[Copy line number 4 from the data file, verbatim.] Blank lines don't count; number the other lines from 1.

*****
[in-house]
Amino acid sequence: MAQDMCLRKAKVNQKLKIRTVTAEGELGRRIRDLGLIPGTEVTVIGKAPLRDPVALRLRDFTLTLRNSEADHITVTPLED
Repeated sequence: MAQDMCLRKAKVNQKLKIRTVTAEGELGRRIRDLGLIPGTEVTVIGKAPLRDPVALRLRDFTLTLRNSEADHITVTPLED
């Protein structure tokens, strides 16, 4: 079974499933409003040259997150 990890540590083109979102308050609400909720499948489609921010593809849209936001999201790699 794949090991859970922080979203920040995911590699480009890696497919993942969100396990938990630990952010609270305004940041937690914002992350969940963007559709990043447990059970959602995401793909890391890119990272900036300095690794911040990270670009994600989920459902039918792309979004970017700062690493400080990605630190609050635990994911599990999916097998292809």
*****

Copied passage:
């Protein structure tokens, strides 16, 4: 079974499933409003040259997150 990890540590083109979102308050609400909720499948489609921010593809849209936001999201790699 794949090991859970922080979203920040995911590699480009890696497919993942969100396990938990630990952010609270305004940041937690914002992350969940963007559709990043447990059970959602995401793909890391890119990272900036300095690794911040990270670009994600989920459902039918792309979004970017700062690493400080990605630190609050635990994911599990999916097998292809």